No deep conversations, please
As for the conversation, don’t have an in-depth conversation. The weather, public transport, books or football are safe topics to talk about. At the same time, the Dutch are (sometimes painfully) honest and give their unvarnished opinion, ask unashamed questions and insist on an answer if you try to avoid it. But hey: actually they are quite funny and entertaining in their own way.
Natalia lives in Vlissingen, where she runs a translation agency and teaches language. Interviews with her language students, who shared their experiences as a newcomer, formed the basis for the book. First the language and the culture, then the job, is her starting point. She herself learned Dutch in four months, according to a system she developed herself. She speaks six languages and teaches in Dutch, Spanish, English and Russian.
Who should you talk to in Dutch if everyone starts in English right away?
Her book, written in simple English to reach as many newcomers as possible, is a crash course in Dutch culture annex self-help book for orphaned newcomers. The first chapter focuses on the problems that every newcomer faces. The food is strange, the people act strange, the Dutch is incomprehensible. It seems an impossible task to learn the language. Moreover, no one else speaks it outside the Netherlands. Do you have to start? And how? Who do you talk to in Dutch if everyone starts in English right away? Natalia has one answer to all these objections: Life begins at the end of your comfort zone. In other words: go ahead with the goat! Don’t worry about your accent, the Netherlands is a multicultural country. After all, almost a quarter of the inhabitants come from other countries.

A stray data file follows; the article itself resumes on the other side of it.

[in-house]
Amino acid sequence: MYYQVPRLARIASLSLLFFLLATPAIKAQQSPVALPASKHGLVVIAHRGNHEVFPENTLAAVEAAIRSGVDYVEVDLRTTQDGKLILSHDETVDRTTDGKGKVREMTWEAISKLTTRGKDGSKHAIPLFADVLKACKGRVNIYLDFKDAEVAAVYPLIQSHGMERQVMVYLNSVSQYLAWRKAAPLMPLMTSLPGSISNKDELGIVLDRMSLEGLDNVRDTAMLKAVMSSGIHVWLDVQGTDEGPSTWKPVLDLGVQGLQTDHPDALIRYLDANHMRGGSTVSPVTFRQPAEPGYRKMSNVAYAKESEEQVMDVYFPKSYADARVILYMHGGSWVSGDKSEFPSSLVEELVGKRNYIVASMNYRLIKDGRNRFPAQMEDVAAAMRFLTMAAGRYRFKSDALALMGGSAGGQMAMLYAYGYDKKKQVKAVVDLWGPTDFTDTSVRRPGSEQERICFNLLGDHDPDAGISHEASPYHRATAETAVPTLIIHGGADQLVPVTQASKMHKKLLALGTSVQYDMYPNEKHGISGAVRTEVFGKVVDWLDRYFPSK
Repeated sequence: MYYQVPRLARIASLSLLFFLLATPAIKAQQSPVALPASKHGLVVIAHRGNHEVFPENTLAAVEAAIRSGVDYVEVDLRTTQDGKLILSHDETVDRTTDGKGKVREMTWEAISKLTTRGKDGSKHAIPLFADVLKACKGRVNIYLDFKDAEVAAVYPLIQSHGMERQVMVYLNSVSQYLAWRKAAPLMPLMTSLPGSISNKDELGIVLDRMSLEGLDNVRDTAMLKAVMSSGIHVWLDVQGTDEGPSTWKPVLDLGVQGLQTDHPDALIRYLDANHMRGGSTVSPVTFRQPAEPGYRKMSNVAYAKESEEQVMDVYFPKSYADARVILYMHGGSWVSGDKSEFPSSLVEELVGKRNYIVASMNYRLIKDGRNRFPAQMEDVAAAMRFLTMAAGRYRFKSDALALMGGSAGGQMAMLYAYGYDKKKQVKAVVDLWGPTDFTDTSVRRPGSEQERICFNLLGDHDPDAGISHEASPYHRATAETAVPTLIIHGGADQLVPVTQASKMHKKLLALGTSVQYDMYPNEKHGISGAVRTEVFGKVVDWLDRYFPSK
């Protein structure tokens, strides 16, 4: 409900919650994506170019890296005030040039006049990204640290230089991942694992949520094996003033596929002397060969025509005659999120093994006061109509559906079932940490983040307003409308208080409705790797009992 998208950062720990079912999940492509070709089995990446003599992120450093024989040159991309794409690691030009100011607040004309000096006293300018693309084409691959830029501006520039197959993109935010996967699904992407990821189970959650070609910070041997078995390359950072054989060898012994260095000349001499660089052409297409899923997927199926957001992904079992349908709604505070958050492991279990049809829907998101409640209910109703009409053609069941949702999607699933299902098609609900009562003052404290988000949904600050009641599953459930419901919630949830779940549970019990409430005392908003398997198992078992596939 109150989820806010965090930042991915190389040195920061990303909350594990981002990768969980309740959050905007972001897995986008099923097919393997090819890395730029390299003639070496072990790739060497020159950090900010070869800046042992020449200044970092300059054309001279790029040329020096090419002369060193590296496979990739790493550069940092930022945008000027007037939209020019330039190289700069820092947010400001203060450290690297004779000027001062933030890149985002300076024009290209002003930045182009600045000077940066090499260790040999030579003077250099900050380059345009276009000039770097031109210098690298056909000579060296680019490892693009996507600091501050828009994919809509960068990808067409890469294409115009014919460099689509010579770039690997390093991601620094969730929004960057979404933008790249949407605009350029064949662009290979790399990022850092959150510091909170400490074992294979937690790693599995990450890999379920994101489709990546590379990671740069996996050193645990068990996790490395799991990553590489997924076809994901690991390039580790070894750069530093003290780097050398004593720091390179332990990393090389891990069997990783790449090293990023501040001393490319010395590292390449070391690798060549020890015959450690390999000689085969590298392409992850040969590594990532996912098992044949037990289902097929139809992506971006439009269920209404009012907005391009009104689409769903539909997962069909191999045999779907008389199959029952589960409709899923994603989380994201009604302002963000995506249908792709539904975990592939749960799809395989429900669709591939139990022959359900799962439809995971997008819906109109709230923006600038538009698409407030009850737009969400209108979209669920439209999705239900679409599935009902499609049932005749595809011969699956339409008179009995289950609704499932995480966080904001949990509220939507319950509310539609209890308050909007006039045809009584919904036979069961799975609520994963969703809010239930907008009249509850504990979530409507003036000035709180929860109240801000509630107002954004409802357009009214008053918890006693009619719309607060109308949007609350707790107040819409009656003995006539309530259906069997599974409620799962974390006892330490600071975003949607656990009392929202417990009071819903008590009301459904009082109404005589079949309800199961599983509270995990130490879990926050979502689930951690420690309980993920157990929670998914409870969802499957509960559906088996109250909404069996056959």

Don’t come to the Netherlands for the money
In addition to tips for learning the language quickly, the book also includes information about the housing market and rents, food, the labor market, relationships and dating sites, transport and medical care, taxes, salaries. Do not come to the Netherlands to get rich, Natalia writes. Yes, the people here are happy, but it’s not primarily because of the salaries. The Netherlands is safe, not corrupt, people are free to say what they want and believe. Working people give almost half of their salary to the government so that people who do not have a job can receive benefits to live on. As far as Natalia is concerned, the Netherlands stands up to the comparison with her native Russia with flying colours: less hierarchical, less bureaucratic too. And despite our strange traditions – like those round, fat, deep-fried balls with powdered sugar that the Dutch eat at New Year’s Eve – the Netherlands has become her second homeland.
’32 brilliant ways to survive and thrive in a new country. A new language is a new life’, by Tsarina Natalia, 334 pages for 34.75 euros. For sale at Amazon or at tsarina.info.